Albert Gea/Reuters

On Wednesday, French authorities released the initial findings of an investigation on the Germanwings flight that crashed in March, killing all 150 people on board. The report adds new and alarming details about Andreas Lubitz, the plane's co-pilot, whom investigators suspect deliberately crashed the aircraft.

What the Investigation Concluded

The 29-page report was compiled from data and audio taken from the black box recordings, which showed the extent to which the plane's pilot as well as those on the ground sought to reach Lubitz as the plane began its descent. "As the jet steadily lost height," Reuters noted, "Marseille air traffic controllers tried 11 times to contact the Germanwings jet."

The report also noted that during the nine-month interruption in Lubitz's pilot Lufthansa training, "flight doctors twice refused to certify Mr. Lubitz as fit to fly, citing his depression and the medicine he had been prescribed to treat it."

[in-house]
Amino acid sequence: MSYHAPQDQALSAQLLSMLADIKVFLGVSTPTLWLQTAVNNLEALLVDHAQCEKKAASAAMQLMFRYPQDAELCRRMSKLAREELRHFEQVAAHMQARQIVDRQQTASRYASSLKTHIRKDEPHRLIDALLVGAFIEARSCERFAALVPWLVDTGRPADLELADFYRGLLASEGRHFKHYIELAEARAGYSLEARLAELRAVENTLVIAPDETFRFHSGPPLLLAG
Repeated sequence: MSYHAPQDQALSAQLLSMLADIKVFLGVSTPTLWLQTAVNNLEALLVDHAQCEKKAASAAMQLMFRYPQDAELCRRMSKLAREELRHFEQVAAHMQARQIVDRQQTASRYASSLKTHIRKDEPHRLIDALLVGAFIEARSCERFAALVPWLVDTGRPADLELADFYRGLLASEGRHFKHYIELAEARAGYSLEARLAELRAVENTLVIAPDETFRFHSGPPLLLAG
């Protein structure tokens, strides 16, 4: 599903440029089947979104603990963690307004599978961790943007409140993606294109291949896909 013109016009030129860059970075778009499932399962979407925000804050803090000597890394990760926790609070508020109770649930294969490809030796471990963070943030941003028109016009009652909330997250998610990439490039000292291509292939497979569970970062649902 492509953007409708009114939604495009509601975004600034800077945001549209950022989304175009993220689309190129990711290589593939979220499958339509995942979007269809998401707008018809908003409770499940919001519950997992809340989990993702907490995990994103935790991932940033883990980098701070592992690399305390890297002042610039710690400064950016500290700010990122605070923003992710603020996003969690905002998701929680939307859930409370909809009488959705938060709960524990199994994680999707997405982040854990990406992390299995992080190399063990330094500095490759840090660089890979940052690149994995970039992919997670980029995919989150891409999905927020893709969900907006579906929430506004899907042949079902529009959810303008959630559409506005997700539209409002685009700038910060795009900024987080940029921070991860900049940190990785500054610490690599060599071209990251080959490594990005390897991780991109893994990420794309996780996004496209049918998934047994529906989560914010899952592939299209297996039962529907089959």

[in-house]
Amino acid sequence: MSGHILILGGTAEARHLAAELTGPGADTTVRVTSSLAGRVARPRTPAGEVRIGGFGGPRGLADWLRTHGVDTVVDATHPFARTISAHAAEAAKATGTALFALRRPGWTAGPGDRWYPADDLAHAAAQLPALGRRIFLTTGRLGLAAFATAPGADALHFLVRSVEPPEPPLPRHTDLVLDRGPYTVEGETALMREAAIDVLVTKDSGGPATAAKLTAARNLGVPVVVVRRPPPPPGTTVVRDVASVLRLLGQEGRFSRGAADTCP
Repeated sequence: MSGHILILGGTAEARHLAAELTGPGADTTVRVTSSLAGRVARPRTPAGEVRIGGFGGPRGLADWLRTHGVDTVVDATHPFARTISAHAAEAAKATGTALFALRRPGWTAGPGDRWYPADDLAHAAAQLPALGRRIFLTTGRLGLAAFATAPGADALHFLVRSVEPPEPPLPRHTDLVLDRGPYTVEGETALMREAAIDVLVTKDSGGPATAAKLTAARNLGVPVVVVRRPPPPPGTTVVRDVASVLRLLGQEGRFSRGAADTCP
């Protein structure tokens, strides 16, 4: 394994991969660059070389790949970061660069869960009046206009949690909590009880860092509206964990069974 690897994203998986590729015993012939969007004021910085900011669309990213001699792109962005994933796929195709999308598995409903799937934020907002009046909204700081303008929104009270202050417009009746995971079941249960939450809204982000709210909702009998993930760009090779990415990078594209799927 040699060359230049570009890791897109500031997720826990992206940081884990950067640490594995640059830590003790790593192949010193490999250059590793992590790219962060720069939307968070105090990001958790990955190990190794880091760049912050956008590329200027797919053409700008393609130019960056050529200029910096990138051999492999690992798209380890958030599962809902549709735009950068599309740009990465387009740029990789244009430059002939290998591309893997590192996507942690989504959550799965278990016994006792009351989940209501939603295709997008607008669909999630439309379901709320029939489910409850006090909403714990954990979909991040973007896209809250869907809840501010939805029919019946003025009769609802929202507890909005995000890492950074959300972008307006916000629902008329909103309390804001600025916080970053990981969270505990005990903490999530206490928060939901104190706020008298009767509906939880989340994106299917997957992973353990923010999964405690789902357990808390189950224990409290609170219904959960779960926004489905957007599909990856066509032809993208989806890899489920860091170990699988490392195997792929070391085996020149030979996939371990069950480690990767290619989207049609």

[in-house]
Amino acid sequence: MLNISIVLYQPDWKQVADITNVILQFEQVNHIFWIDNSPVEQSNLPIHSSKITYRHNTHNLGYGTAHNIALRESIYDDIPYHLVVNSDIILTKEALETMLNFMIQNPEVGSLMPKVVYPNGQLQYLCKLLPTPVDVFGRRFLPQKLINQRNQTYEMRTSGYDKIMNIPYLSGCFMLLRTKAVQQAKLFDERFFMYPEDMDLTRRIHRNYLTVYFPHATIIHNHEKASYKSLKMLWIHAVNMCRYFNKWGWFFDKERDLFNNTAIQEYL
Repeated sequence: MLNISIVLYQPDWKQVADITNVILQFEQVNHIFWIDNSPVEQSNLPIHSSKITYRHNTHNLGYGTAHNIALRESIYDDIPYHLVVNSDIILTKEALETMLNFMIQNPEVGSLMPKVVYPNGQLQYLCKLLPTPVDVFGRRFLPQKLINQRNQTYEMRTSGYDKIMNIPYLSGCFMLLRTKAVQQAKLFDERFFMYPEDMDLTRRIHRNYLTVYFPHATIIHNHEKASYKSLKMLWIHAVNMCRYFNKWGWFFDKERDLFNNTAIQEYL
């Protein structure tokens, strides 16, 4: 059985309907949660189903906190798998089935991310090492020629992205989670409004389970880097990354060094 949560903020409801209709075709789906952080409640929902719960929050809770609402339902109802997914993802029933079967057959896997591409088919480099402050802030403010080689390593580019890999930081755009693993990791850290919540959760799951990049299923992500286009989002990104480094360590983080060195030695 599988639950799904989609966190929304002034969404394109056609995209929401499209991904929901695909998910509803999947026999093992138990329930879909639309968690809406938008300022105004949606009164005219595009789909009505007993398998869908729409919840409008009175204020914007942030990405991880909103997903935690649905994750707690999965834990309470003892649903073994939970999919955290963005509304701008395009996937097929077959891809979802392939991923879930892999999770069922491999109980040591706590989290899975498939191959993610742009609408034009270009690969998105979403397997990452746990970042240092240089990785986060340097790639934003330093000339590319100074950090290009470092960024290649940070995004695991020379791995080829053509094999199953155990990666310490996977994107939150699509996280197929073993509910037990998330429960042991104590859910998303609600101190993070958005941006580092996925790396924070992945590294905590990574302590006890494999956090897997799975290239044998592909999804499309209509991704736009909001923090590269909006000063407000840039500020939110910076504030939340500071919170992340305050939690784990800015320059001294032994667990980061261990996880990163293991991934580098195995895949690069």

But perhaps the most chilling aspect of the report is the chronicle of the hours prior the crash when Lubitz apparently practiced adjusting the plane's altitude to 100 feet before quickly changing them back. These maneuvers, which some have characterized as "dry runs," were said to have taken place when Lubitz was alone in the cockpit on an earlier flight.

"Several altitude selections towards 100 ft were recorded during descent on the flight that preceded the accident flight, while the co-pilot was alone in the cockpit," the report noted.

How the Findings Change the Narrative

While Wednesday's report did not contain any subjective analysis of Lubitz's intentions, their findings complicate an already macabre narrative of the doomed flight.

As the audio recordings gave initially rise to the theory that Lubitz might have intentionally crashed the Germanwings flight, Wednesday's report buttresses a theory that the crashing of the plane was not a sudden act of despair, but rather part of a premeditated plan. The report indicates that on the fatal flight, Lubitz not only caused the plane to drop, he also sped it up.

"I can't speculate on what was happening inside his head," the director of the accident investigation agency told Reuters. "All I can say is that he changed this button to the minimum setting of 100 feet and he did it several times."  

We want to hear what you think about this article. Submit a letter to the editor or write to